Applied to film, the phrase “a civil war romance” immediately conjures up images of Gone with the Wind, so I was pleasantly surprised — then delighted — to realize that in the case of The Princess of Montpensier, the civil war at hand is in fact the French “Wars of Religion” fought in the late sixteenth century by the Catholics and the Protestant Huguenots (the same wars that Michel de Montaigne sought to seclude himself from by retiring to his country citadel to write his Essais). Director Bertrand Tavernier spoke at length with Film Journal International:
[Madam de Lafayette’s] short story is 30 pages, with practically no dialogue. We invented many things, of course, because it was written in a very puritanical time. The strength of Madame de Lafayette’s writing is that it’s very elliptical, but even being elliptical, there were things she could not mention, like the sex. The very first line is “During the reign of Charles IX, France was torn away by civil war”—she used a very violent verb, dechire, in that polished style of the 17th century—and said that even during that time, among those big disorders, love was creating other disorders. So she’s putting exactly at the same level the violence of civil war and the love story.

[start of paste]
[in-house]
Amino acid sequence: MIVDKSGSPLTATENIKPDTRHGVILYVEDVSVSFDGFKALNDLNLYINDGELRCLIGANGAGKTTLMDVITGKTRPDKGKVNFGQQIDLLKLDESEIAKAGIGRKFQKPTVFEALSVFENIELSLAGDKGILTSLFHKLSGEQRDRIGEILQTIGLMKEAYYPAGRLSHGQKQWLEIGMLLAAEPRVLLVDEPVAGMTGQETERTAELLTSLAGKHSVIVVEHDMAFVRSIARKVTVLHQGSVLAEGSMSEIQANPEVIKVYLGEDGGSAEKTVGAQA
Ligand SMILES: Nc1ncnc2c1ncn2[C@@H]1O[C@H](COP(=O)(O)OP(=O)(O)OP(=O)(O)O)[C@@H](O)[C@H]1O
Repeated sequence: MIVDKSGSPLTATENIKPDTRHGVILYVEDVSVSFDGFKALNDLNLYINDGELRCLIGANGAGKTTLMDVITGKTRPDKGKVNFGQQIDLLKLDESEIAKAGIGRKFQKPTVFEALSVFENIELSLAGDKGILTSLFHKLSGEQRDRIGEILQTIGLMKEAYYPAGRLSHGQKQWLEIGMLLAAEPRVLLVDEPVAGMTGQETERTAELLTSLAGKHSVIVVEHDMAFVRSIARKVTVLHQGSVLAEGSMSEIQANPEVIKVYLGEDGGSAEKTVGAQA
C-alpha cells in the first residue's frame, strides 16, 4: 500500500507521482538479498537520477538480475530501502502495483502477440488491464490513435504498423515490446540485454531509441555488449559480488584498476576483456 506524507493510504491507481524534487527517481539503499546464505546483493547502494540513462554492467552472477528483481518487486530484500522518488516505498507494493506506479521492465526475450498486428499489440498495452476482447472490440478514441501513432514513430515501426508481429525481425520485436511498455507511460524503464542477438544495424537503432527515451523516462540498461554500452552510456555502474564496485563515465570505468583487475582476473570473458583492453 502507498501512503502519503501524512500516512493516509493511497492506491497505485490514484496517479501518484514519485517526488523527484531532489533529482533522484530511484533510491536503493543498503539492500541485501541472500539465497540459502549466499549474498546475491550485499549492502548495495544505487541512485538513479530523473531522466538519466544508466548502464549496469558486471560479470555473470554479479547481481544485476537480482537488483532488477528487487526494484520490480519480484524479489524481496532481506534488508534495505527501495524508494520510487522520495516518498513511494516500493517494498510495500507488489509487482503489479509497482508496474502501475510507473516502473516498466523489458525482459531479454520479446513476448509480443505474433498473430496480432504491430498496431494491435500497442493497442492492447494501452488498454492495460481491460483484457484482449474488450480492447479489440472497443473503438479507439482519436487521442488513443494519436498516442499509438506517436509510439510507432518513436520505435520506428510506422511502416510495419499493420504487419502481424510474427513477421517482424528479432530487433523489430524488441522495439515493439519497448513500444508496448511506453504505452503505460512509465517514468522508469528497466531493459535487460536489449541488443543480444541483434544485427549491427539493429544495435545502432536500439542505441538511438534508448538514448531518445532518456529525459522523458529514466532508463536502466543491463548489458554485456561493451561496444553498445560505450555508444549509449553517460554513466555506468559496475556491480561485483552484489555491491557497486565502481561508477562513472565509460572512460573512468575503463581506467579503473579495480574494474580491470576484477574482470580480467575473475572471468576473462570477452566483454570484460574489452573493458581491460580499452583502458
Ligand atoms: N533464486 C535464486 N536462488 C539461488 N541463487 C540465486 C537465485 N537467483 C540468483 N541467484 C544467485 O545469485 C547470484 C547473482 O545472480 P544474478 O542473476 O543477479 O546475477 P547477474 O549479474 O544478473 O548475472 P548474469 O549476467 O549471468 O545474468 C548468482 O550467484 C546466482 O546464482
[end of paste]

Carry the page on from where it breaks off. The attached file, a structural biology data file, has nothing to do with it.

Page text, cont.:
I tried to be faithful to the construction of the short story, but Madame de Lafayette suppressed the emotion, and was practically writing a thesis against love and the harm it created, condemning the heroine because she had been unwise. I don’t think Marie was unwise, but trying to do her best, living in a world that was very difficult for a young woman. And the more I worked with Mélanie Thierry, I didn’t want to condemn her.